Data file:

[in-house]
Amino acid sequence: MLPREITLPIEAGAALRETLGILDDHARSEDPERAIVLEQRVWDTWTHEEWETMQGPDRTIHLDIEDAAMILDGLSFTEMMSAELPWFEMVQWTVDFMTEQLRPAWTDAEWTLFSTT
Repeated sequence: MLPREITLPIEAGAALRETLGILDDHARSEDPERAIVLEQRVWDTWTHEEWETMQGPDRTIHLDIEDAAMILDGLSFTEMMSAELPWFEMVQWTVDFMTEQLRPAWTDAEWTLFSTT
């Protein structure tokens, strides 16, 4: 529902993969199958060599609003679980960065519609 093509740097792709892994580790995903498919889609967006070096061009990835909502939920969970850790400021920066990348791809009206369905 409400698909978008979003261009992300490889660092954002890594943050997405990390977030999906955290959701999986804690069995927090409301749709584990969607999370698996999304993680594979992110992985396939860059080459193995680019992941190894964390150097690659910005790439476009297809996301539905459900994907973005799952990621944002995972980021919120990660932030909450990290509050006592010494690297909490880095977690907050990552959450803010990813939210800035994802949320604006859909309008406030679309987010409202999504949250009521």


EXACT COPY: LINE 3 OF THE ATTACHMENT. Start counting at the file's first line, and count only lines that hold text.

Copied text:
Repeated sequence: MLPREITLPIEAGAALRETLGILDDHARSEDPERAIVLEQRVWDTWTHEEWETMQGPDRTIHLDIEDAAMILDGLSFTEMMSAELPWFEMVQWTVDFMTEQLRPAWTDAEWTLFSTT